Kevin Beattie: Tributes to 'complete footballer'
Former team-mates and opponents have been paying tribute to ex-Ipswich and England defender Kevin Beattie, who has died from a suspected heart attack.
Former England captain Terry Butcher said he was "devastated" by the death of the 64-year-old.
"He was my hero and my inspiration," Butcher said. "You try to model yourself on him but it was impossible - he was the complete footballer."
George Burley, who won the FA Cup with Beattie, said he was "a legend".
Beattie was born in Carlisle and moved to Ipswich when he was 15, going on to make 296 starts for the club, scoring 32 goals. He was a PFA Young Player of the Year, represented England nine times and also won the Uefa Cup under Sir Bobby Robson.
He is widely considered by fans and former players of Ipswich to be the club's best-ever player.
Sir Bobby, who died in 2009, said Beattie was the "best defensive player that this country has produced".
In his autobiography, Sir Bobby said he signed Beattie after scout Ron Gray described him as a "colossus" with a "neck like a bull".
Butcher said he first watched Beattie as a fan and idolised him throughout his career.
"I used to watch him from the terraces and marvel at his strength and ability," Butcher told BBC Radio Suffolk.
"He used to hurt people by simple tackles but he wasn't vicious, he was one of the loveliest men you'd meet on the pitch as well - he was a gentleman. But he was strong and wanted to win."
Beattie's career was hampered by injuries and it was all but over when he left Ipswich at the age of 28.
"He put his body on the line, and in the end his injuries helped other people, myself included, get in the team," Butcher said. "But you didn't want to get in the team because I just used to love watching him play.
"He had spring-like legs. His spring and timing was immaculate. When he went up to head the ball, nobody else was going to win it.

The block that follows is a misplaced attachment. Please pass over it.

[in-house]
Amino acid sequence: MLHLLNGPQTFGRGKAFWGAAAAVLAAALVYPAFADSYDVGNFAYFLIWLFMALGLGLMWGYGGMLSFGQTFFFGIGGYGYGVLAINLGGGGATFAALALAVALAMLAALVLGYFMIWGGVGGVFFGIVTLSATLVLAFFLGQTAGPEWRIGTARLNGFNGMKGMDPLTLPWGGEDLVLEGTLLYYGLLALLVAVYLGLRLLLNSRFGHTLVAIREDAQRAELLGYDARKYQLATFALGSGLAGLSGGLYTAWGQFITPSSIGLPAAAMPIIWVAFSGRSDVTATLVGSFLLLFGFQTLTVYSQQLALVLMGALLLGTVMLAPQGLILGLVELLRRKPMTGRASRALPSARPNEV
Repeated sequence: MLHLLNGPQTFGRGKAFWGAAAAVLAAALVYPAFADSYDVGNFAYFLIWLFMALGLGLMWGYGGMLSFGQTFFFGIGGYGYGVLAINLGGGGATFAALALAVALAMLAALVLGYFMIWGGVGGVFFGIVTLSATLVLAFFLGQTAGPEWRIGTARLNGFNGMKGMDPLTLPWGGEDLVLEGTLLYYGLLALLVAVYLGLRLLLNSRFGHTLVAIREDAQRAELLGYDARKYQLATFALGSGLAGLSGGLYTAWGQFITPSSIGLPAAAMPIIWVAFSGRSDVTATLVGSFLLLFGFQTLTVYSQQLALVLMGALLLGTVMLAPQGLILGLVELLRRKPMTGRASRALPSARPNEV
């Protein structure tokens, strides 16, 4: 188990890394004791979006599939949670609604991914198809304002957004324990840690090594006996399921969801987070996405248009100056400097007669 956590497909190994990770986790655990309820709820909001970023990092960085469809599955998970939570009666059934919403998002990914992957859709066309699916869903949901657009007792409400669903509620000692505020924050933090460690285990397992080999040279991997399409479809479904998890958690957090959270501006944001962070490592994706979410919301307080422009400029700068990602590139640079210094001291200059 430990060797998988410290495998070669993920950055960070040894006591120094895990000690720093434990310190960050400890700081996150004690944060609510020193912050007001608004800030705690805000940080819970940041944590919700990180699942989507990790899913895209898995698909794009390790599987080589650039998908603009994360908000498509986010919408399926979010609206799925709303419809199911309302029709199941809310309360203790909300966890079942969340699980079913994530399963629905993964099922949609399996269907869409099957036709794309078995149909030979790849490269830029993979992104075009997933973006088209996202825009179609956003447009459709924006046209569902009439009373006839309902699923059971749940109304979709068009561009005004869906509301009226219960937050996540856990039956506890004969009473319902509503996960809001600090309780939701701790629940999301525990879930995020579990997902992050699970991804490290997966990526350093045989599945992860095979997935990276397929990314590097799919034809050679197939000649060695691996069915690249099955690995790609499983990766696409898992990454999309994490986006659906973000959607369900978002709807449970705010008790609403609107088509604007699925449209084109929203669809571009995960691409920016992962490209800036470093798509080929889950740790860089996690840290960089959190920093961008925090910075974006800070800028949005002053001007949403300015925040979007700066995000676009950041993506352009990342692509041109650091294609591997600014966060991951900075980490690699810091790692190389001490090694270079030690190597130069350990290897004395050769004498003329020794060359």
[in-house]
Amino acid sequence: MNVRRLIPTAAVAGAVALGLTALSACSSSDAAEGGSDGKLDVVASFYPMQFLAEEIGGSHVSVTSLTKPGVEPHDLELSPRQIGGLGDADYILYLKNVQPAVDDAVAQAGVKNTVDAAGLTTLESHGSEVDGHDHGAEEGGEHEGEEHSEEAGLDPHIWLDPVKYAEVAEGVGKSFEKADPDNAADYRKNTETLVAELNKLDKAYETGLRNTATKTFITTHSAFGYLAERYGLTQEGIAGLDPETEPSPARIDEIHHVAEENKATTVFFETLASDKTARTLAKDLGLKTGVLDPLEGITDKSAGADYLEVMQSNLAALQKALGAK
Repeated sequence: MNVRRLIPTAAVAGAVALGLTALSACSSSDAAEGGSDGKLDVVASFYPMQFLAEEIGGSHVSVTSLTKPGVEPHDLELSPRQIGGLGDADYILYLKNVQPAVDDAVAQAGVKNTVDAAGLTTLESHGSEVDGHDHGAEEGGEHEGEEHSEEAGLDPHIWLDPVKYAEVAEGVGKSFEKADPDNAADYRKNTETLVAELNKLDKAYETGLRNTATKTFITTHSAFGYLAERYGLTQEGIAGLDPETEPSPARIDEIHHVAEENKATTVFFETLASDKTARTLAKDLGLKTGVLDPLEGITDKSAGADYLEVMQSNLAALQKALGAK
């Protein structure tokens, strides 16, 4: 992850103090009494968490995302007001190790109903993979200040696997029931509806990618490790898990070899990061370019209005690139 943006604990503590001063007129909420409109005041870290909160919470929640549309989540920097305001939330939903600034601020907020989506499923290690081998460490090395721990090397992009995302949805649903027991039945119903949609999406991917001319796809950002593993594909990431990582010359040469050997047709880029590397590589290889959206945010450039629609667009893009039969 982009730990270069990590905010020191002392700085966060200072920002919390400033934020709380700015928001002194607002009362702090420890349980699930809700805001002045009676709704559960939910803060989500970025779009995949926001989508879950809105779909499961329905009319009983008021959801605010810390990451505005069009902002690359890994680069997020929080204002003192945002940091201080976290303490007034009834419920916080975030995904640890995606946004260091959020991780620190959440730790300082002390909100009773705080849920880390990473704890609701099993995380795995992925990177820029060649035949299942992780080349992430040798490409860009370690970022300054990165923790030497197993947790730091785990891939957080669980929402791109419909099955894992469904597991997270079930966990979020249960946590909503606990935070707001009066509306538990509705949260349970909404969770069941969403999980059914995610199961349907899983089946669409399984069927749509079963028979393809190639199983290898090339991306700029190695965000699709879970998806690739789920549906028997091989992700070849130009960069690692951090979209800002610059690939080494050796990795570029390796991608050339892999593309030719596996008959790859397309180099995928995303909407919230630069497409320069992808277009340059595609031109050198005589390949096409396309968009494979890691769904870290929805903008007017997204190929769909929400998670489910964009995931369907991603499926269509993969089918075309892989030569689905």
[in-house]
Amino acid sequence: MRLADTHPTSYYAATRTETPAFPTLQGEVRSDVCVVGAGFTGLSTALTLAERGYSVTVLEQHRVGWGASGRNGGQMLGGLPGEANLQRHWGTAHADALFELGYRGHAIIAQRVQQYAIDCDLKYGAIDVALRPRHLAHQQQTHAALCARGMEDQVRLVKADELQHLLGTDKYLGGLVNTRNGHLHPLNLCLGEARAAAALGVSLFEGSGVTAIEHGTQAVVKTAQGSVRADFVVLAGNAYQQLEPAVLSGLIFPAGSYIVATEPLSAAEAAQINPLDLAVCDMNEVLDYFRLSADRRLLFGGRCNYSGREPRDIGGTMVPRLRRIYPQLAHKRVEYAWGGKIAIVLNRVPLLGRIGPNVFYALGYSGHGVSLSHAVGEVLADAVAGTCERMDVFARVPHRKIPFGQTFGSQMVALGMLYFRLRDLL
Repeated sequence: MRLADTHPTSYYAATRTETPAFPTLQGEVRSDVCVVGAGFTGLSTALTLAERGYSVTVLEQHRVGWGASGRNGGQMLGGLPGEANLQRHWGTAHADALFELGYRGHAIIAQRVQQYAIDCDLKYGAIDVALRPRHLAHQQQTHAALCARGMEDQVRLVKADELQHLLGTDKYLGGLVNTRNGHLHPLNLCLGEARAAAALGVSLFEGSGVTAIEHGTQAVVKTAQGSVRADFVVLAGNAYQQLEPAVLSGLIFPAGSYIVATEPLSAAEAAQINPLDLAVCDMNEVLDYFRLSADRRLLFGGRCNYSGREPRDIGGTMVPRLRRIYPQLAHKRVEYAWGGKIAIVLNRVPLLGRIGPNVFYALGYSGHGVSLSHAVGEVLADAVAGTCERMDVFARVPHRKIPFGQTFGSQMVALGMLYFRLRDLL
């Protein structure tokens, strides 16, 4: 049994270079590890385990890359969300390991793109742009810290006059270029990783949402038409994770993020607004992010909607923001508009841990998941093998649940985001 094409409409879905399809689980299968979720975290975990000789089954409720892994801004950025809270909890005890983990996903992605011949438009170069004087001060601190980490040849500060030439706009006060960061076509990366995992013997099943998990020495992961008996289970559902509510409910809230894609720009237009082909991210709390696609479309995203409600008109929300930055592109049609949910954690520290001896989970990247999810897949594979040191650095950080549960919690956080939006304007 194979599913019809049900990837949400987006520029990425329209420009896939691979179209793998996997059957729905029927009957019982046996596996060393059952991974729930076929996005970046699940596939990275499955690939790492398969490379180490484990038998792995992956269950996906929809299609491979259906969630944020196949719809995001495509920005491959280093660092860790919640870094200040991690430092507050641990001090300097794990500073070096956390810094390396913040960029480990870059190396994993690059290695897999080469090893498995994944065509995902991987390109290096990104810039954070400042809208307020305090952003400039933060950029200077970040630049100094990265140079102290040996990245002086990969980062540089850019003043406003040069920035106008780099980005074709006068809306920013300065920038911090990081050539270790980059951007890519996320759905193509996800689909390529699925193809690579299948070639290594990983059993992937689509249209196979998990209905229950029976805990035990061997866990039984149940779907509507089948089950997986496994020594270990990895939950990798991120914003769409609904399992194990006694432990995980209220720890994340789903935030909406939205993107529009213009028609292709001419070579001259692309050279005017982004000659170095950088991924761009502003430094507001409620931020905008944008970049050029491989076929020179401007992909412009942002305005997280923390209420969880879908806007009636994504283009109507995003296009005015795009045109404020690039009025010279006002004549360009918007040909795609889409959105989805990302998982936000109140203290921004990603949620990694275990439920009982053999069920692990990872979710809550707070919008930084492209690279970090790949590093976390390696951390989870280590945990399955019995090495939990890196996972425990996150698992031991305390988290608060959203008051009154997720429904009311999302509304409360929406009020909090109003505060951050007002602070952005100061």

"When he used to shoot with his left foot it was like an Exocet."
George Burley said Beattie's athleticism and determination to win meant "nobody could play against him".
"He was quicker than anybody, stronger; he was fantastic in the air, he had a left foot that was like a sledgehammer - he virtually scored from the halfway line in one game," Burley said.
"And as a fella, Kev was one of these lads where if anyone was struggling, he'd come help you. If somebody needed £2 for a taxi, 'I'll give you it', anything like that.
"If anybody wanted something they'd go to Kevin, and Kevin took it all on himself and really enjoyed doing that. He was that type of lad."
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Allan Hunter, whose partnership with Beattie earned them the nicknames "Bacon and Eggs" from Sir Bobby, said his former team-mate was a "fantastic fella and a fantastic player".
"He was the greatest thing I ever played with, and that includes George Best," the former Northern Ireland international said.
Mick Mills, who captained the FA Cup and Uefa Cup-winning sides, said Beattie's death was a "desperately sad moment".
"There's no doubt we've lost our best player," Mills said. "The team was littered with good players, but I think everyone would say he was our best one.
"Not only was he a great player, if you wanted someone who was absolutely perfect for the dressing room, Kevin Beattie was your man. He was a laugh-a-minute and if there was any tomfoolery going on, he was part of it."
Roger Osborne, who scored the only goal in the FA Cup final against Arsenal, said it had been an "honour" to share the pitch with Beattie.
"Beat was quite annoying, really, because everything came so easy for him," Osborne said. "Us poorer players had to train really hard and work to keep our fitness. Beat used to stroll in and took it all for granted.
"He was just stronger, fitter and better than anyone else. He didn't have to try."
'He was a joy to watch'
Veteran journalist Stuart Jarrold saw virtually every game Beattie played for Ipswich, and interviewed him many times, getting to know him well.
"He was a wonderful player - probably the best player ever to play for Ipswich Town," he said.
"He was a joy to watch in his pomp. Strong in the air, strong on the ground, strong in the tackle - he could run and beat players over 50 yards, and then shoot and break the back of the net from 30 yards. He'd leap in the air and his forehead would be level with the crossbar.
"Off the field, he was such an affable bloke. He never made any money out of football. He was the salt of the earth - he came from nothing as this 15-year-old kid."